Mycosis fungoides is a type of lymphoma, which is a blood tumor affecting the skin.
The condition is typically marked by an itchy rash, tumor or lesion. Most people who have it will have the rash over many years. It is very difficult to determine if someone has mycosis fungoides, and usually several biopsies are required over a number of years before the proper diagnosis can be made.
What causes mycosis fungoides to develop?
Like many lymphomas the exact cause is unknown at this time, although there may be a genetic component to it. It tends to not occur in children and be more prevalent in men than in women. There is some scientific evidence that it may be connected to preexisting virus or allergic dermatitis.
There are three stages of the disease and biopsies and other tests will need to be conducted in order to determine if in fact your condition is MF and what stage it is in. Because the symptoms mimic many other skin conditions it is often quite difficult to determine whether or not you have mycosis fungoides. That is why it often takes quite some time before doctors know for sure.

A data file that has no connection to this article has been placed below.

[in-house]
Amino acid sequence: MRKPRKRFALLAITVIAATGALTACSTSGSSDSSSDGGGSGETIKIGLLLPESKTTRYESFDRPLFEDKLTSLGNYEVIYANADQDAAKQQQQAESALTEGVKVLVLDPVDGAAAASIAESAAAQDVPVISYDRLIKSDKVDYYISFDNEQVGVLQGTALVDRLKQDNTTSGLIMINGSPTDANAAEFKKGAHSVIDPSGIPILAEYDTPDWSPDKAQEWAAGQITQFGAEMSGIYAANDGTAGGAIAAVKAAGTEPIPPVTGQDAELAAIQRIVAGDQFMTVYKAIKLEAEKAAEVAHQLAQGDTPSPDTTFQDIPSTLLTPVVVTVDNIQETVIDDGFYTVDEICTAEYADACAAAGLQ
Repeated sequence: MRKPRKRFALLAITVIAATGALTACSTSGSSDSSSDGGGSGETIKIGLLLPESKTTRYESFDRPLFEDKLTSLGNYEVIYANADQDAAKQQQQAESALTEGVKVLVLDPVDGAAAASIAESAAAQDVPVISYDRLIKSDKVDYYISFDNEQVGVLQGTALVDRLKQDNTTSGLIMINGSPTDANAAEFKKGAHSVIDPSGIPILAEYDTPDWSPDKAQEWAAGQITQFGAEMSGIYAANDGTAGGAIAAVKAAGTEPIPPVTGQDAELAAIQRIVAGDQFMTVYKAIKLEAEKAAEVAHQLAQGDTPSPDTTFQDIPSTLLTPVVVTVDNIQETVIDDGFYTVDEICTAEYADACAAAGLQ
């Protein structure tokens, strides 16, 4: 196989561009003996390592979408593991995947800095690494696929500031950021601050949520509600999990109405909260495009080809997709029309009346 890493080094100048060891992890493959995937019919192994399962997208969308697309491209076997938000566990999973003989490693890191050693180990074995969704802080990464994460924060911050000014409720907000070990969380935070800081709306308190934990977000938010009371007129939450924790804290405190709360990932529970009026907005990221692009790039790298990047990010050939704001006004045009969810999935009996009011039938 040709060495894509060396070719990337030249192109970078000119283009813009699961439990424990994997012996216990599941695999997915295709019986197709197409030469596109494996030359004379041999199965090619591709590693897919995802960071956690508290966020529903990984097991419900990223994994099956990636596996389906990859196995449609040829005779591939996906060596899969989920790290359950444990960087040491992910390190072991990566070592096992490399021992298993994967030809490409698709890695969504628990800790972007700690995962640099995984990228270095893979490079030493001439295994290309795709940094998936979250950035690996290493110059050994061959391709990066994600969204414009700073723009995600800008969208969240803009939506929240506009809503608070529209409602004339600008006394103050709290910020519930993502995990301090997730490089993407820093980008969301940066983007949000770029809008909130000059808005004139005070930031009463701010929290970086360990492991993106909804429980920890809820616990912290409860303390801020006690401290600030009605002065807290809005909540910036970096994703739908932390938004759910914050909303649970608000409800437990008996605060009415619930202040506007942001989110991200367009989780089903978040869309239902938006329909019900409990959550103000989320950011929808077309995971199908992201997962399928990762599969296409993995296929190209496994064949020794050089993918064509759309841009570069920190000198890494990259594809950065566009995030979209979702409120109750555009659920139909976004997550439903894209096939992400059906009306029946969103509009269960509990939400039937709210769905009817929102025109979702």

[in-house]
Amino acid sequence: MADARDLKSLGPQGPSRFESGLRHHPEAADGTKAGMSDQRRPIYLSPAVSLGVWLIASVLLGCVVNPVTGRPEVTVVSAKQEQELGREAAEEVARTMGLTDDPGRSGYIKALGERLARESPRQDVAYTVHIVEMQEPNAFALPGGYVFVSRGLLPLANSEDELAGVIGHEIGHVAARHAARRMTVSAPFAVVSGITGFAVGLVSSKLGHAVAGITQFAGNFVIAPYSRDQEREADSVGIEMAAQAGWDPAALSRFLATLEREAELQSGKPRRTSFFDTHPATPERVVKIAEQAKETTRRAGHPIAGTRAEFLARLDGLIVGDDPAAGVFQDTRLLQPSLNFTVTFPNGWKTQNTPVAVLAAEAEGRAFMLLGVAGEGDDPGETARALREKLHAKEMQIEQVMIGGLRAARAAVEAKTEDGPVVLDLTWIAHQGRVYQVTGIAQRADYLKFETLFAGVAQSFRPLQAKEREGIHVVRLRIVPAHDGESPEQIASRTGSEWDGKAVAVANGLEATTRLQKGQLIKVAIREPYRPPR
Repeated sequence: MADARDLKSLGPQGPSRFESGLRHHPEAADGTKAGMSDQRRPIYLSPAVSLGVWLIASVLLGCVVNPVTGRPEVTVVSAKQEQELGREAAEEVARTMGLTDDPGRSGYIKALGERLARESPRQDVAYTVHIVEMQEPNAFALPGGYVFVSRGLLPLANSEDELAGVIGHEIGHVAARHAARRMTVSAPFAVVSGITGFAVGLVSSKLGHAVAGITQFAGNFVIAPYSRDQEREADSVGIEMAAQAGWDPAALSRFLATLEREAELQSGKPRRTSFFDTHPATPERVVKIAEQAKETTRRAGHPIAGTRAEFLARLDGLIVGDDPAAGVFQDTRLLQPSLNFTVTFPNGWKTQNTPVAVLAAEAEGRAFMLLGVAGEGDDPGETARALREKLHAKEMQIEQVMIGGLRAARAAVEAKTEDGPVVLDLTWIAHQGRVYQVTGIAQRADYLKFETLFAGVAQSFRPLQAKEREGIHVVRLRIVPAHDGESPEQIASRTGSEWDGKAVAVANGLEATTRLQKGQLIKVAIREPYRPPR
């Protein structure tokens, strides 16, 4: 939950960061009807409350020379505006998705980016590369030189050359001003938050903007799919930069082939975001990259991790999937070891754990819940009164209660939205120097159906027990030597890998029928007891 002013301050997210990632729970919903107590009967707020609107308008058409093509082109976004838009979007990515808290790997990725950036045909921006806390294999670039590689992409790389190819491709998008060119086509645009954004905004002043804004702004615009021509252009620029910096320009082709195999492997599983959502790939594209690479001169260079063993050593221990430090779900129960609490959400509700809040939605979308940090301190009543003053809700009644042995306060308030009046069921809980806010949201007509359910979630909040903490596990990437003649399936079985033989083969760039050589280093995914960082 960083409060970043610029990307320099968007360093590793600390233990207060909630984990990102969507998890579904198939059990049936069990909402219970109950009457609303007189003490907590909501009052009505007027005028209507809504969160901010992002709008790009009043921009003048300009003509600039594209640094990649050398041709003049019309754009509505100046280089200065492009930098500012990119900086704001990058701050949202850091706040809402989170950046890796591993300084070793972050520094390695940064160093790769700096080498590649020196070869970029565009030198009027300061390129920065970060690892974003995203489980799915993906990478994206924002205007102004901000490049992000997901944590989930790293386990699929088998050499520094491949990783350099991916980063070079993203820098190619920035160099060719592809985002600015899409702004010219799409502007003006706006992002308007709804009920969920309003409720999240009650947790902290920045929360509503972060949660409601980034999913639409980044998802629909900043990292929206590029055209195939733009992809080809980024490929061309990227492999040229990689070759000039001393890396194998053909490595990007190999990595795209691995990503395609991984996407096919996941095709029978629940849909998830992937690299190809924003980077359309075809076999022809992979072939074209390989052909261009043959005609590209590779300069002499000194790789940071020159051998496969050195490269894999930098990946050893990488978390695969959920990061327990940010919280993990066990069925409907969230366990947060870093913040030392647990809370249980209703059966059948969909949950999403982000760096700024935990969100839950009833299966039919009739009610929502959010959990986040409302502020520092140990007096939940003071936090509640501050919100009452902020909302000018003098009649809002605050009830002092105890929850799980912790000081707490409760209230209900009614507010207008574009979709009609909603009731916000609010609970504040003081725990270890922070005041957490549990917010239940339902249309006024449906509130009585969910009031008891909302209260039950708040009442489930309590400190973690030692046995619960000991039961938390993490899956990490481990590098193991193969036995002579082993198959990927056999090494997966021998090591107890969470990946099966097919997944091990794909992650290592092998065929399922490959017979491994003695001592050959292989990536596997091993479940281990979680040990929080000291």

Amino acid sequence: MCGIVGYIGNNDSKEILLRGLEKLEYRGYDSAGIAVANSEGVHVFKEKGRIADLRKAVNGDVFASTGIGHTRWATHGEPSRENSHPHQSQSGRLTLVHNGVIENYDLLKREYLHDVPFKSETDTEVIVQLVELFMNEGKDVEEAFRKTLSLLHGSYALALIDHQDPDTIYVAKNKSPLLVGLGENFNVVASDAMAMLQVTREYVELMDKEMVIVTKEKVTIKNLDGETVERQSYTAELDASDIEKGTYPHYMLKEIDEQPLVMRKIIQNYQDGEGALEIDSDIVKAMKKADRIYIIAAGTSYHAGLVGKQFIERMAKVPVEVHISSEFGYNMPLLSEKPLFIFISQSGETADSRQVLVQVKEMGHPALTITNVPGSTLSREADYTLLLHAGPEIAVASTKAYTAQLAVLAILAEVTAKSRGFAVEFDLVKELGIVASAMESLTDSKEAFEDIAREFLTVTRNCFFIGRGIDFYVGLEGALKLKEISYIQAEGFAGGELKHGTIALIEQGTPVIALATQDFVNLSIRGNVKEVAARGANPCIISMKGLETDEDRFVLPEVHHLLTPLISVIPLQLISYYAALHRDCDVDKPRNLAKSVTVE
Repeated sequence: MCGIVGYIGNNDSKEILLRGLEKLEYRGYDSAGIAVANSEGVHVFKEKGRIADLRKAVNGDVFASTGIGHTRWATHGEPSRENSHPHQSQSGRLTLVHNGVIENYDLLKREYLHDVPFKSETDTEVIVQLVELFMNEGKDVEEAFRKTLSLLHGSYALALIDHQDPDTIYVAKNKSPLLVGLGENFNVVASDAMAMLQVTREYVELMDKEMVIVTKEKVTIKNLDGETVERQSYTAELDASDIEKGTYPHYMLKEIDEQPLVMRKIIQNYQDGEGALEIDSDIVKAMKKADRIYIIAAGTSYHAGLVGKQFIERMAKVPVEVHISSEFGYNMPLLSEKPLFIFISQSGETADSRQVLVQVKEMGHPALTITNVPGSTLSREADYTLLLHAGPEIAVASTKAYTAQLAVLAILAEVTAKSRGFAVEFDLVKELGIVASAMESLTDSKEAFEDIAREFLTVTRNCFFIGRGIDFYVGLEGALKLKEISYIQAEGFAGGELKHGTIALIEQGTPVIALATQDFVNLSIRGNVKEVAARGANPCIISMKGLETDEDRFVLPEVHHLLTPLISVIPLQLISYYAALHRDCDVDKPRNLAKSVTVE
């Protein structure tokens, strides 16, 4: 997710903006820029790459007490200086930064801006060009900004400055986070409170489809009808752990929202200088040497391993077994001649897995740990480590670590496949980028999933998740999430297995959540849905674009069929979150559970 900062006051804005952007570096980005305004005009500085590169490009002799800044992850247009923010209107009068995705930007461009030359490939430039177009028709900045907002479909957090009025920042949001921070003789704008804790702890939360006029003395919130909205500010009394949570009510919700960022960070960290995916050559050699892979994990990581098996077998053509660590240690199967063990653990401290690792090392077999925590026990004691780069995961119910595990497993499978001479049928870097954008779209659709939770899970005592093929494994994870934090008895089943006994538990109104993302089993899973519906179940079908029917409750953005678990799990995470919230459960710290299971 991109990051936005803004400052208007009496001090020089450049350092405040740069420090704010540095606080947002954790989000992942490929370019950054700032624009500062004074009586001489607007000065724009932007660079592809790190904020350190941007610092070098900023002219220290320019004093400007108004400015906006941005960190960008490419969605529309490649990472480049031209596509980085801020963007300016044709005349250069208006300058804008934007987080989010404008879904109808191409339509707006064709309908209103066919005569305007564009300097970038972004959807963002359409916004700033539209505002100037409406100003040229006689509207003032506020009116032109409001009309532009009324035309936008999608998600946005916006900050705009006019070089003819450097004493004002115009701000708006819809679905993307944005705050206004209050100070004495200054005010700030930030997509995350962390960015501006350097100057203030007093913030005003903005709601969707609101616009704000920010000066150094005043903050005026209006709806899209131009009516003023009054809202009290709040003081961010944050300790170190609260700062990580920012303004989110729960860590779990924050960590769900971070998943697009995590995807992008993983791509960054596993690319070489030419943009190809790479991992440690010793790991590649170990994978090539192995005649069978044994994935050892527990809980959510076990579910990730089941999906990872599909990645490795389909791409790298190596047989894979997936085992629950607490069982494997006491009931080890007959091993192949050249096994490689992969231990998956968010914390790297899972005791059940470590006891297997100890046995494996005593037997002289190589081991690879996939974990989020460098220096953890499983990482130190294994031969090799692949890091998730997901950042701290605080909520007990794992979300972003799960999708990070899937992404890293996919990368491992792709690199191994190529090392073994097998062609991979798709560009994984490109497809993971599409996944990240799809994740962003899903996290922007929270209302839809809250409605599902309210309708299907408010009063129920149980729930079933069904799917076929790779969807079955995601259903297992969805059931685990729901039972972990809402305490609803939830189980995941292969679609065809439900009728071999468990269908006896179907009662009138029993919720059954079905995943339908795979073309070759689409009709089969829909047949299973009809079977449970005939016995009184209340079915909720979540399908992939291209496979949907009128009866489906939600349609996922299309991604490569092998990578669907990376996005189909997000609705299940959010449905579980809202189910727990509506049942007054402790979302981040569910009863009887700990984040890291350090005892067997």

What are the treatment options for lymphoma?
Treatment is temporarily effective, and may need to be continued for quite a while to achieve results. There is no cure for mycosis fungoides.
Ultraviolet light (PUVA) will often help control the condition. This involves visiting your dermatologist’s office typically two to three times a week for ten to fifteen minutes.
Mild mycosis fungoides can be treated effectively with cortisone ointments.
Nitrogen mustard, a chemotherapy drug, is sometimes applied to the skin to control the condition. Photochemotherapy or photopheresis is a technique used at major medical centers for the treatment of the condition. Other possible treatments include radiation, interferon alpha and fusion proteins.